Canada’s international trade agreements should prioritize women’s rights
By Francesca Rhodes | Posted Nov 2, 2017
The Trudeau government’s feminist international assistance policy is a bold step forward. But it cannot stop there. Canada’s ambition to be a global champion for women’s rights can only be achieved through a robust feminist foreign policy and unrelenting championing of women’s leadership. This must absolutely include a focus on trade, and a commitment by Canadian trade negotiators to put gender equality at the heart of their work.
In Canada and around the world, gender inequality persists when it comes to access to decent work and wages, and responsibility for unpaid care work. Applying a feminist lens to trade policy is a crucial way to ensure that the benefits of trade are shared more equally with those at the bottom of the economic ladder, the majority of whom are women.
Women in the labour market consistently earn lower wages than men—40% less in some countries—with pay gaps made worse by other forms of discrimination such as race and immigration status. Although 70% of women report a desire to find paid work, the International Labour Organization estimates that more than half are out of the job market. Even when women do find paid employment, they tend to be concentrated in low-wage roles with little job security, and without access to basic rights and protections.
There are obstacles even for those who own their own businesses. Many female entrepreneurs and small-scale producers face particular barriers to seizing trade opportunities. Marginalized women have limited access to resources such as capital, land and credit. They also have difficulty getting the training and technology they require to help grow their companies. This puts them at a huge disadvantage when it comes to marketing their products and getting them to export markets.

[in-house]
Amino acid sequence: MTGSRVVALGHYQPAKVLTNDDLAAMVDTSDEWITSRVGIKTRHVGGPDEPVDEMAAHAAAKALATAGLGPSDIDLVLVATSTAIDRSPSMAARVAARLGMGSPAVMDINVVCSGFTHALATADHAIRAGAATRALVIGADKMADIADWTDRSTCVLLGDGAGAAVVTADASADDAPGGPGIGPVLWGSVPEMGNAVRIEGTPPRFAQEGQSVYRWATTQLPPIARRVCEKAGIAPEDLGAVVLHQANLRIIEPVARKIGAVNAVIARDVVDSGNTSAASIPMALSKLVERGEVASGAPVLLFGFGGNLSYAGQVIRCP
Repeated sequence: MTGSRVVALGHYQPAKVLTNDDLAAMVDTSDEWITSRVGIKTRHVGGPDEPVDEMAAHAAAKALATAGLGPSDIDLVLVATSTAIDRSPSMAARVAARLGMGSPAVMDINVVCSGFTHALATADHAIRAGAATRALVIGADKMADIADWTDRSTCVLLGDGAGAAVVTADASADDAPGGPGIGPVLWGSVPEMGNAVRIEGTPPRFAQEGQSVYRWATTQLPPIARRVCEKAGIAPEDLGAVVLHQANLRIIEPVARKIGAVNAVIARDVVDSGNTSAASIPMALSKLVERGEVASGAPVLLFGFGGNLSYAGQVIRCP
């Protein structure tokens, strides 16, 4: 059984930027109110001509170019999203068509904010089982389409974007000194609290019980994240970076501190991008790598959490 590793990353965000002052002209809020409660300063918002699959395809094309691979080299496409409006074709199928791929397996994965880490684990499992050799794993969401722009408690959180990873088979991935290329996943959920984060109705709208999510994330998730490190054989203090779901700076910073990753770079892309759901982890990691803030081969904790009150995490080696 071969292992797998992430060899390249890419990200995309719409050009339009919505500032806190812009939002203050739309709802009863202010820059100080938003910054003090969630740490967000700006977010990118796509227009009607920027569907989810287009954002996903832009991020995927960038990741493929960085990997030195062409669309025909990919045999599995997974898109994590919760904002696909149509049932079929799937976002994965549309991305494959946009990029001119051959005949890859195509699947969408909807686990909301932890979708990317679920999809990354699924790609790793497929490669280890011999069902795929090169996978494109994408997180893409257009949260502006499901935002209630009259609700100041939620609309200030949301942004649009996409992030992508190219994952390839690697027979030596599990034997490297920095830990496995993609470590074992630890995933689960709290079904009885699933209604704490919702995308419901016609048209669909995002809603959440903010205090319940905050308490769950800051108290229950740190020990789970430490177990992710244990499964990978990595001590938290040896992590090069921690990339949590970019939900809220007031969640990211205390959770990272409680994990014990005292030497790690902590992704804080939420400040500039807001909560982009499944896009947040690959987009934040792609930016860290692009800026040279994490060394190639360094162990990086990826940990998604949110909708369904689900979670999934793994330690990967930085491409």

Trade can be a tool for poverty reduction, but Oxfam has found that rather than break down these structural inequalities, the liberalization of trade in recent decades has only reinforced inequalities by lining the pockets of big multinational companies predominantly run by men. These deals are often inked without any thought to how they will affect women and men differently, and they all do. If we want to maximize the gains for women, trade rules, agreements and support programs must all address the specific issues that female workers, entrepreneurs and consumers face.
To meaningfully deliver on its feminist promise, the government would need to consider gender in all aspects of its trade agenda. That includes a commitment to protecting women’s labour and human rights, stopping the race to the bottom on tax policy, conducting transparent and inclusive processes, and listening to the voices of women’s rights organizations. Here is how Oxfam believes this can be done.
Apply a gender lens across all trade agreements and programs
The Trudeau government is proposing to include gender chapters in Canada’s free trade agreements. The gender chapter in the Canada–Chile FTA was the first of its kind agreed to by a G20 country. Foreign Affairs Minister Chrystia Freeland said Canada will pursue a similar gender chapter in the NAFTA negotiations, suggesting this strategy will be rolled out in negotiations on future trade deals as well.